The grille style was controversial in some circles, notably the anti-automobile, anti-American snob set that thought chrome-laden grilles on American cars of that vintage were icky or evil "dollar-sign" embodiments.  And there was the more practical matter of the ill-protected grille bars being easily damaged even in trivial "nerf" bump collisions with objects.  That aside, 1950 Buicks were a sales success, as this link indicates.

From a styling standpoint, the grille design gave 1950 Buicks an unnecessary nose-heavy appearance that was corrected for 1951 and later models based on the same body shells.  But some things never quite change: current Audis also have a nose-heavy look thanks to large grille formats that drape over front bumper (but without the heavy, chromed teeth Buicks had).


Here are front and rear three-quarter images of what seems to be the same car, a 1950 Buick Super Riviera two-door hardtop convertible.  No, the top didn't retract; the term was used because the side doors were pillarless, in the mode of convertibles.  The result was a sporty appearance that was popular, but this ended when rollover safety standards could not be met minus door pillars.

A publicity image showing part of the 1950 Buick model line.  Click to enlarge.

Monday, March 2, 2015

Styling Crime: BMW i3

Ugly cars do sell nowadays, though not necessarily in large numbers.  Even though they've been marketed in the USA since the spring of 2014, it wasn't until early January of this year that I finally encountered BMW's new electricity-powered i3 here in Seattle.  I found the styling horrible, yet a pack of international journalist voted the thing winner of World Car Design of the Year for 2014, as this link attests.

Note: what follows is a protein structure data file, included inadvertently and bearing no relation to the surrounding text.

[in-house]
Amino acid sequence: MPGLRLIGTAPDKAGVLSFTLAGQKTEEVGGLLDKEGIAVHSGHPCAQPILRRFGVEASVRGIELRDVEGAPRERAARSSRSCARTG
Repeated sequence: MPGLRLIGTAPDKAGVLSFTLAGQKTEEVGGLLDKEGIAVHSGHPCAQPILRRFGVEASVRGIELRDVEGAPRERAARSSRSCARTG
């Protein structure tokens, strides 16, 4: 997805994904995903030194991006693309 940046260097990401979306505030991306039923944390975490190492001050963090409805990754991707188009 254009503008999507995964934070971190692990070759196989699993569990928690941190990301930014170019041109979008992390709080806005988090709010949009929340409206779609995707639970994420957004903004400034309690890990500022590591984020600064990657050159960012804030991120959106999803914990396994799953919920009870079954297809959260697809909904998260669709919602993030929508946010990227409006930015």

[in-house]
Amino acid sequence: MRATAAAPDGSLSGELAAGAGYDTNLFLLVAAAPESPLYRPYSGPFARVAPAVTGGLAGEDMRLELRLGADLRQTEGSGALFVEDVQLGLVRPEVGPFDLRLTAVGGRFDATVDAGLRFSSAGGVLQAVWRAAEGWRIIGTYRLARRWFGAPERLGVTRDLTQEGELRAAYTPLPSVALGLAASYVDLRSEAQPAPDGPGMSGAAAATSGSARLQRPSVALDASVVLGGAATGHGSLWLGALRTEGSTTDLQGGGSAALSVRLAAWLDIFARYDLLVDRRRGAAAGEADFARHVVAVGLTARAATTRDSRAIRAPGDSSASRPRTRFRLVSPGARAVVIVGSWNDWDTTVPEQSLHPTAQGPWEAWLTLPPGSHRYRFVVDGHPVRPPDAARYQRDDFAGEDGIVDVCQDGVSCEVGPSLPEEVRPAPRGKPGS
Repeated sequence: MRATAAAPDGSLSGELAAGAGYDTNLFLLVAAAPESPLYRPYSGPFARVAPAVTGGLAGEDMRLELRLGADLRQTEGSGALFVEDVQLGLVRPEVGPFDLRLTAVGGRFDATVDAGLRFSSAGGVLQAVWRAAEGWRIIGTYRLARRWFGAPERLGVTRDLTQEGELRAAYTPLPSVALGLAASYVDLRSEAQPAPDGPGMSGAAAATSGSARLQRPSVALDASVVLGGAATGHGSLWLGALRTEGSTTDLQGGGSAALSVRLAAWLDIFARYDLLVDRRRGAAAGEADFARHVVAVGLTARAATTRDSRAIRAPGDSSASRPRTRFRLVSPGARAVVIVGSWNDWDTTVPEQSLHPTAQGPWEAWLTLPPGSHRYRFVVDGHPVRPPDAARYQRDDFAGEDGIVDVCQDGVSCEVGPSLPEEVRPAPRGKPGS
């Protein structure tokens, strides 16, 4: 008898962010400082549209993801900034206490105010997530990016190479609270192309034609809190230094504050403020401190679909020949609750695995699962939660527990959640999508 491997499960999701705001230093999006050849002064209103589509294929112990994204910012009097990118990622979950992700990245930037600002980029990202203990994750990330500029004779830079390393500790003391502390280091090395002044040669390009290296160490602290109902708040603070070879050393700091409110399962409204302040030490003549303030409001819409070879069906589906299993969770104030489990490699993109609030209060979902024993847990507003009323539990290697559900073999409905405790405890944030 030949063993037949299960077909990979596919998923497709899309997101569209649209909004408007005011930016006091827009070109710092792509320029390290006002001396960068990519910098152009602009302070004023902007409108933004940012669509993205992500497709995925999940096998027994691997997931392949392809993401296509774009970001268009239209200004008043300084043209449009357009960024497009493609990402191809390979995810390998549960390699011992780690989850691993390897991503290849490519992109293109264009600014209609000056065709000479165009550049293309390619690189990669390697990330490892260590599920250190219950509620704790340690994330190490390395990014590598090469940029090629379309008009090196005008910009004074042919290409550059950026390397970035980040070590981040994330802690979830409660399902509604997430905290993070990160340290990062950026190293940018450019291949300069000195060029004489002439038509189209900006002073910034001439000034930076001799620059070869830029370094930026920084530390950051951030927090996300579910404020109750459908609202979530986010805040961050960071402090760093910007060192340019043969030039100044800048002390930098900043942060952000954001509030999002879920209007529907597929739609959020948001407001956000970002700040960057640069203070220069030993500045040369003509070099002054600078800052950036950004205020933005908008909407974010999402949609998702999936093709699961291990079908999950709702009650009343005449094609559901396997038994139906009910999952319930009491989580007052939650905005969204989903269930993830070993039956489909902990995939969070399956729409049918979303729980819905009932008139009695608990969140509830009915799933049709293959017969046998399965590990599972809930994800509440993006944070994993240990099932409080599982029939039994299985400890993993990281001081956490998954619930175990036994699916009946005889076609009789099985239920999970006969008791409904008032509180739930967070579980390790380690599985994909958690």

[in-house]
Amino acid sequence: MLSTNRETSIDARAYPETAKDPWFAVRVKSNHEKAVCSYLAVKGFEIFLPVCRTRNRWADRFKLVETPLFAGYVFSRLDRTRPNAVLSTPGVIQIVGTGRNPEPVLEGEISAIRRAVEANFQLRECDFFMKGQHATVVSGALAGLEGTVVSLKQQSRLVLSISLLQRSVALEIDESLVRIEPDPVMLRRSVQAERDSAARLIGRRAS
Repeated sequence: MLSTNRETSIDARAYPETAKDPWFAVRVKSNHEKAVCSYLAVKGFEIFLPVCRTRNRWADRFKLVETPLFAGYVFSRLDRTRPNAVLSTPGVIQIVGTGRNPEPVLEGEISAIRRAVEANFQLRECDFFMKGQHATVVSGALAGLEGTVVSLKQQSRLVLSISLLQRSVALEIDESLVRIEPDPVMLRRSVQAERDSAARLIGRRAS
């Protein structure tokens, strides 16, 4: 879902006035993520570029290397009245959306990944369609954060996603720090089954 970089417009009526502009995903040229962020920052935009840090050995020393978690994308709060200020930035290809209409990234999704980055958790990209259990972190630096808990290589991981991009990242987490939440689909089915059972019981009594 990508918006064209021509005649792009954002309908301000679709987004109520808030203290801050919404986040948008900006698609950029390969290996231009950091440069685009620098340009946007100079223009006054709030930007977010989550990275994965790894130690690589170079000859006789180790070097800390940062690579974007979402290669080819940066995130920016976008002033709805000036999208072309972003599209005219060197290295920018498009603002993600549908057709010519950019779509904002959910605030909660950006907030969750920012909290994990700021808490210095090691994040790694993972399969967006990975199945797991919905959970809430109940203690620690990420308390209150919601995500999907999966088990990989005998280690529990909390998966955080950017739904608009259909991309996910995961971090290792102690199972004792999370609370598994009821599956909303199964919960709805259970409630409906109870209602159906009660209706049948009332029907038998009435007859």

As I've mentioned more than once on this blog, automobile styling is in what might be called a Baroque or Rococo phase of the pendulum swing along the complexity versus simplicity design continuum.  The i3's styling is little more than a melange of clashing details crammed onto a too-small body.  The only reason I can think of why it won any awards at all has to do with politically correct worship of electric vehicles.  Had it been conventionally-powered, the i3 likely would have been considered some kind of joke like the Nissan Juke.

Below are images of i3s I found on the Internet.  The car I saw differed in that it had fore and aft amber reflectors curving near the wheel openings; any other detail differences were obscured by the visual clutter.


Because it's a BMW, the double grille motif is preserved even though the purely battery powered car has no radiator.  An optional gasoline-powered auxiliary motor can be had, but I don't know where its radiator is placed -- I'll guess below the front bumper.

Aside from the pure wheel openings, I cannot find any coherent or appealing styling theme or detail set on the i3.  For that reason, I won't attempt to mention all the problems.  However, two of the worst are (1) the rear door area window shape and side shaping, and (2) the rear quarter window and surrounding body panel shaping: illogical in every way.

The i3 features what was termed a two-tone paint job back in the 1950s.  The hood, part of the lower side panels and most of the back face are darker here than the main body color.  The inclusion of the basic color on an oddly-shaped rear strike panel is poorly placed.  I assume the intent was to reduce the slab effect of a monochrome rear, but that would have been better accomplished by having the hatch door be body color and the bumper area dark -- the usual styling convention.  Apparently BMW styling staff considered the Old Switcheroo to be a "creative" solution.